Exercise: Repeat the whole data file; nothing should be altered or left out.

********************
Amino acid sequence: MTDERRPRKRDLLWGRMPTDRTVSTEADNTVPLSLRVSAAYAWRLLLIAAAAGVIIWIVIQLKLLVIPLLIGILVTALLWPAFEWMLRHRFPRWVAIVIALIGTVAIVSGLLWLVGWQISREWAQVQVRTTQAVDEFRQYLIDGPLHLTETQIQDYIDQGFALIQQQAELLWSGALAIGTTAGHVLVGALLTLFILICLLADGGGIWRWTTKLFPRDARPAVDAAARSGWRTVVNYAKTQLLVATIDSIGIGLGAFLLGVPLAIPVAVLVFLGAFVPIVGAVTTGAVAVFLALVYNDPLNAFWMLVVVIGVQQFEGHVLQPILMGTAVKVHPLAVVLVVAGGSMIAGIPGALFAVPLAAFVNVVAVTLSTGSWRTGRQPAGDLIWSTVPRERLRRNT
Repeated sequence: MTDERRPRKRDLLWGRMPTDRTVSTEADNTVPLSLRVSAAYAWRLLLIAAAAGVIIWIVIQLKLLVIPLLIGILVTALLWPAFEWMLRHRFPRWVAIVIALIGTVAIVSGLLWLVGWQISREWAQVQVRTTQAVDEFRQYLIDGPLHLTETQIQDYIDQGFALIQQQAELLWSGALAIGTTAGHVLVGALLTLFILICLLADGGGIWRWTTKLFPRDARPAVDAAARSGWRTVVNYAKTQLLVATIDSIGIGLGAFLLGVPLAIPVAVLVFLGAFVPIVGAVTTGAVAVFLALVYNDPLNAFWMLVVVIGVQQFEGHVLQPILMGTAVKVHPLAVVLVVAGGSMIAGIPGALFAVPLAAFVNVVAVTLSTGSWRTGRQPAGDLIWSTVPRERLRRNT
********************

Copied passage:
Amino acid sequence: MTDERRPRKRDLLWGRMPTDRTVSTEADNTVPLSLRVSAAYAWRLLLIAAAAGVIIWIVIQLKLLVIPLLIGILVTALLWPAFEWMLRHRFPRWVAIVIALIGTVAIVSGLLWLVGWQISREWAQVQVRTTQAVDEFRQYLIDGPLHLTETQIQDYIDQGFALIQQQAELLWSGALAIGTTAGHVLVGALLTLFILICLLADGGGIWRWTTKLFPRDARPAVDAAARSGWRTVVNYAKTQLLVATIDSIGIGLGAFLLGVPLAIPVAVLVFLGAFVPIVGAVTTGAVAVFLALVYNDPLNAFWMLVVVIGVQQFEGHVLQPILMGTAVKVHPLAVVLVVAGGSMIAGIPGALFAVPLAAFVNVVAVTLSTGSWRTGRQPAGDLIWSTVPRERLRRNT
Repeated sequence: MTDERRPRKRDLLWGRMPTDRTVSTEADNTVPLSLRVSAAYAWRLLLIAAAAGVIIWIVIQLKLLVIPLLIGILVTALLWPAFEWMLRHRFPRWVAIVIALIGTVAIVSGLLWLVGWQISREWAQVQVRTTQAVDEFRQYLIDGPLHLTETQIQDYIDQGFALIQQQAELLWSGALAIGTTAGHVLVGALLTLFILICLLADGGGIWRWTTKLFPRDARPAVDAAARSGWRTVVNYAKTQLLVATIDSIGIGLGAFLLGVPLAIPVAVLVFLGAFVPIVGAVTTGAVAVFLALVYNDPLNAFWMLVVVIGVQQFEGHVLQPILMGTAVKVHPLAVVLVVAGGSMIAGIPGALFAVPLAAFVNVVAVTLSTGSWRTGRQPAGDLIWSTVPRERLRRNT